Welcome to the start of another week on the GWN blog. Today we have Agatha nominated author Kaye George talking about the differences between writing short stories and novels.
What’s the difference between writing a mystery short story and writing a mystery novel? A mystery is a puzzle, right? They both contain a puzzle to be solved, so they’re basically similar.
However, you can’t put as much into a short story as you can a novel, obviously. There’s not enough room! I know some writers do only shorts and some do only novels, but a good number of us want to do both.
Here’s what I do. I have to switch my mindset when I change forms. Short story writing comes more easily to me. I’ve written short stories most of my life and only came to novel writing about ten years ago. Maybe it’s because I’ve done a lot more of them that I find short stories simpler to write. Not simple, just simpler!
I can hold an entire short story in my head. I can plot the whole thing, think up the characters, picture the setting, and get it from my brain to my computer without intermediate notes and scribbles. I’ll tweak it, of course, sometimes for quite a while after I’ve set it down, but I still have the whole thing in my mind at once. I liken it to fitting together a game of Tetris, or solving a Sudoku puzzle.
When I write a novel, however, I have to do a bunch of planning. It’s more like a chess game. I will note here that I don’t play chess well. The characters usually come easily and I can remember them. Likewise the basics of the plot. But the subplots and secondary characters have to be written down and kept track of. I can’t remember who is tall and who is short. Who is bald and who has flowing locks. I’ll forget what some of the settings look like. Then there’s the problem of what everyone is doing.
I’m somewhat of an outliner. Okay, I am an outliner, in that I make an outline before I begin writing a novel. That’s essential for me, even if the outline bears little resemblance to my finished book. I like to note, on a spreadsheet, the description of each character, their age, what vehicle they drive, and if they have any peculiarities. I also keep the plot on a spreadsheet, but more after the fact, to keep track of what I’ve written and what happens on which day and at what time–and to whom.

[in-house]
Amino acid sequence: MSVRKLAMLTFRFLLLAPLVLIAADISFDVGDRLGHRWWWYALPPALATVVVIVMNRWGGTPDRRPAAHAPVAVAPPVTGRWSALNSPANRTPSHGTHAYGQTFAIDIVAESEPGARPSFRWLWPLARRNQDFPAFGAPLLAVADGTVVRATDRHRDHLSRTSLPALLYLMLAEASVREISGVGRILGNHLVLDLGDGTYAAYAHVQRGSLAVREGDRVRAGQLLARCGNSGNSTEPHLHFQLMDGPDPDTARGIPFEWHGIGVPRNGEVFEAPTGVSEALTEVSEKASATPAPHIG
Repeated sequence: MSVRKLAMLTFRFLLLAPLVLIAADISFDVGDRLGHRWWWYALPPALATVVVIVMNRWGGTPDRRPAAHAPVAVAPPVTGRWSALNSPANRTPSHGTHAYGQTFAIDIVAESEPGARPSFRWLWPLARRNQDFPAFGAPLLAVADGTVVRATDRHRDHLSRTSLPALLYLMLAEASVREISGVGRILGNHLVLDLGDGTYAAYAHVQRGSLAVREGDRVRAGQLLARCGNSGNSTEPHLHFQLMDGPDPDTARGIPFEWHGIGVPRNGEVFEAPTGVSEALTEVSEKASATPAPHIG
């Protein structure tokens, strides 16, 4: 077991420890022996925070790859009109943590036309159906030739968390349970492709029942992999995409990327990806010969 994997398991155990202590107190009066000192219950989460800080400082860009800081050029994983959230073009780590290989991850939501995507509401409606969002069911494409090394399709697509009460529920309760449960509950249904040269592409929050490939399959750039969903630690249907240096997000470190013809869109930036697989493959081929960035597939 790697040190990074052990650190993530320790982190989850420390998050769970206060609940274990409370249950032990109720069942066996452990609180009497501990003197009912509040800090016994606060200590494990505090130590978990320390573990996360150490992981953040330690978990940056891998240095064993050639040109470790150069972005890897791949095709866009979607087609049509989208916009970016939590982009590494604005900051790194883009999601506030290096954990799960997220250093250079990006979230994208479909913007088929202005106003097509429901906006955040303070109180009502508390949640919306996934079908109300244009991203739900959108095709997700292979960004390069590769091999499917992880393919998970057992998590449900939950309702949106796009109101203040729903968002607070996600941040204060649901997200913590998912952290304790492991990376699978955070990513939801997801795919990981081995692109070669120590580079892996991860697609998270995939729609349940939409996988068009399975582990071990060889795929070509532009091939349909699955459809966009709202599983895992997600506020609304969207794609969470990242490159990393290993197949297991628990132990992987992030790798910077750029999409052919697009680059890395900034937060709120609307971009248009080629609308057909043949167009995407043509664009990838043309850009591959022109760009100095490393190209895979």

If I didn’t keep track of everything on a spreadsheet, a character might fall down a well in the afternoon, spend the night at home in bed, then discover the well the next morning. I could easily have a character drive up in a red pickup and go home in a beige Honda.
So, when I switch from one to the other, it’s a matter of resetting my thinking from small to large, from cinematic to TV episodic, from Tetris to chess.
About Kaye: Kaye George is a short story writer and novelist who has been nominated for Agatha awards twice. She is the author of four mystery series: the Imogene Duckworthy humorous Texas series, the Cressa Carraway musical mystery series, the FAT CAT cozy series, and The People of the Wind Neanderthal series.
Her short stories can be found in her collection, A PATCHWORK OF
STORIES, as well as in several anthologies, various online and print
magazines. She reviews for “Suspense Magazine”, writes for several
newsletters and blogs, and gives workshops on short story writing and
promotion. Kaye lives in Knoxville, TN.
Visit Kaye’s website: http://kayegeorge.com/
About Eine Kleine Murder – When aspiring conductor Cressa Carraway arrives at her grandmother’s resort home, she finds Gram dead. When Gram’s best friend drowns in the same place, Cressa knows something sinister is at work in this idyllic setting.
Cindy here again!
Thanks for being here, Kaye. I find it difficult switching back and forth myself but I need to get used to it. I like the way you look at them.